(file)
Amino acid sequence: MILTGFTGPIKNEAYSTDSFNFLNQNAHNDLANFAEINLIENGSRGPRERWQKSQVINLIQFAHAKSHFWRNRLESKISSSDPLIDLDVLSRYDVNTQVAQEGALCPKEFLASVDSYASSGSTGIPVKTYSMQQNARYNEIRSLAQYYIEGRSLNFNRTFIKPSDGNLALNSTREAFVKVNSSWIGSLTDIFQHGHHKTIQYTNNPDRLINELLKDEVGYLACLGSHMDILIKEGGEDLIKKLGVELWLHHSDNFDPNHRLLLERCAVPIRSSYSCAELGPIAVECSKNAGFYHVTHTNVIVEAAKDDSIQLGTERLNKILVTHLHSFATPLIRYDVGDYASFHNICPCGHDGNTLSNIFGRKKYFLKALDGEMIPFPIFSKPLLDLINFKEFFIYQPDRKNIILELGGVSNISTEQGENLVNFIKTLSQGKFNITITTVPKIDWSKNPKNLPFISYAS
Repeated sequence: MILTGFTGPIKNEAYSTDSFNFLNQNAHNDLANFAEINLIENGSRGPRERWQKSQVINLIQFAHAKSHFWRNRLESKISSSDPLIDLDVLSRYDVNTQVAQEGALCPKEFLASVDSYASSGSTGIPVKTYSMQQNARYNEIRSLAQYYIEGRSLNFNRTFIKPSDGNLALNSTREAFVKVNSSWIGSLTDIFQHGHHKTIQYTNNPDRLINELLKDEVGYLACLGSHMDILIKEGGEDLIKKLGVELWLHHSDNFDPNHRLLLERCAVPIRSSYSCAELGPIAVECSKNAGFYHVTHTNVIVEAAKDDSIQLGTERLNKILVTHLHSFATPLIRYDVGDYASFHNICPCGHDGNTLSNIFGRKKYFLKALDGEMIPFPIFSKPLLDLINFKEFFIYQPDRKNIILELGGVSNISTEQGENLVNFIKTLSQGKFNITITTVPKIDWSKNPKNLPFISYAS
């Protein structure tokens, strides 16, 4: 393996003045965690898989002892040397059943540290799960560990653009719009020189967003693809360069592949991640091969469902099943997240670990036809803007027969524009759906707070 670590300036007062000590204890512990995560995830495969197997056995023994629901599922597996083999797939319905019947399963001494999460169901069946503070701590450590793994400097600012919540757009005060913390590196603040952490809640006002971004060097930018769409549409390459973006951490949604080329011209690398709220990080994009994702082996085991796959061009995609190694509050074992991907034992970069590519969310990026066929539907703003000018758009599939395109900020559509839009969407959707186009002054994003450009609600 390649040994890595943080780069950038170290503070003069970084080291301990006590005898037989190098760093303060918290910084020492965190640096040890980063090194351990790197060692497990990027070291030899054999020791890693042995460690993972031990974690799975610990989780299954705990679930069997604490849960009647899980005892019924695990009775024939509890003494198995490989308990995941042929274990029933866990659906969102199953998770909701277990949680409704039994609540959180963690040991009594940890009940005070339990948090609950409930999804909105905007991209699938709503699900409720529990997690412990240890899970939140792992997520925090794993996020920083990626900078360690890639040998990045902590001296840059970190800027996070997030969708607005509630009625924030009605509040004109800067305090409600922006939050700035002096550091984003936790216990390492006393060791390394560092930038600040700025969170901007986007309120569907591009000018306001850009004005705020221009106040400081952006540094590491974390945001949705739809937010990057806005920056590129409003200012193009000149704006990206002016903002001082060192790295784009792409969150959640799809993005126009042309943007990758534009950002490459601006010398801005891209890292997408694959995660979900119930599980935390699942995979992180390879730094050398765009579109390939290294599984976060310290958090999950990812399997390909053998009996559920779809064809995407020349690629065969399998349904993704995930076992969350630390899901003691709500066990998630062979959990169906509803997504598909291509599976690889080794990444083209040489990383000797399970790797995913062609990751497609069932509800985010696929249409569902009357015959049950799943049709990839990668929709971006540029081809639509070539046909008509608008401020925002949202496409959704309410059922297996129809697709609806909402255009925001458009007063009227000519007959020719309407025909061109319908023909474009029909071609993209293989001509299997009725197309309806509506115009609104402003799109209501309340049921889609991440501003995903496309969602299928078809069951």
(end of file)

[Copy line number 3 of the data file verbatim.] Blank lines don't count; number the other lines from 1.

């Protein structure tokens, strides 16, 4: 393996003045965690898989002892040397059943540290799960560990653009719009020189967003693809360069592949991640091969469902099943997240670990036809803007027969524009759906707070 670590300036007062000590204890512990995560995830495969197997056995023994629901599922597996083999797939319905019947399963001494999460169901069946503070701590450590793994400097600012919540757009005060913390590196603040952490809640006002971004060097930018769409549409390459973006951490949604080329011209690398709220990080994009994702082996085991796959061009995609190694509050074992991907034992970069590519969310990026066929539907703003000018758009599939395109900020559509839009969407959707186009002054994003450009609600 390649040994890595943080780069950038170290503070003069970084080291301990006590005898037989190098760093303060918290910084020492965190640096040890980063090194351990790197060692497990990027070291030899054999020791890693042995460690993972031990974690799975610990989780299954705990679930069997604490849960009647899980005892019924695990009775024939509890003494198995490989308990995941042929274990029933866990659906969102199953998770909701277990949680409704039994609540959180963690040991009594940890009940005070339990948090609950409930999804909105905007991209699938709503699900409720529990997690412990240890899970939140792992997520925090794993996020920083990626900078360690890639040998990045902590001296840059970190800027996070997030969708607005509630009625924030009605509040004109800067305090409600922006939050700035002096550091984003936790216990390492006393060791390394560092930038600040700025969170901007986007309120569907591009000018306001850009004005705020221009106040400081952006540094590491974390945001949705739809937010990057806005920056590129409003200012193009000149704006990206002016903002001082060192790295784009792409969150959640799809993005126009042309943007990758534009950002490459601006010398801005891209890292997408694959995660979900119930599980935390699942995979992180390879730094050398765009579109390939290294599984976060310290958090999950990812399997390909053998009996559920779809064809995407020349690629065969399998349904993704995930076992969350630390899901003691709500066990998630062979959990169906509803997504598909291509599976690889080794990444083209040489990383000797399970790797995913062609990751497609069932509800985010696929249409569902009357015959049950799943049709990839990668929709971006540029081809639509070539046909008509608008401020925002949202496409959704309410059922297996129809697709609806909402255009925001458009007063009227000519007959020719309407025909061109319908023909474009029909071609993209293989001509299997009725197309309806509506115009609104402003799109209501309340049921889609991440501003995903496309969602299928078809069951």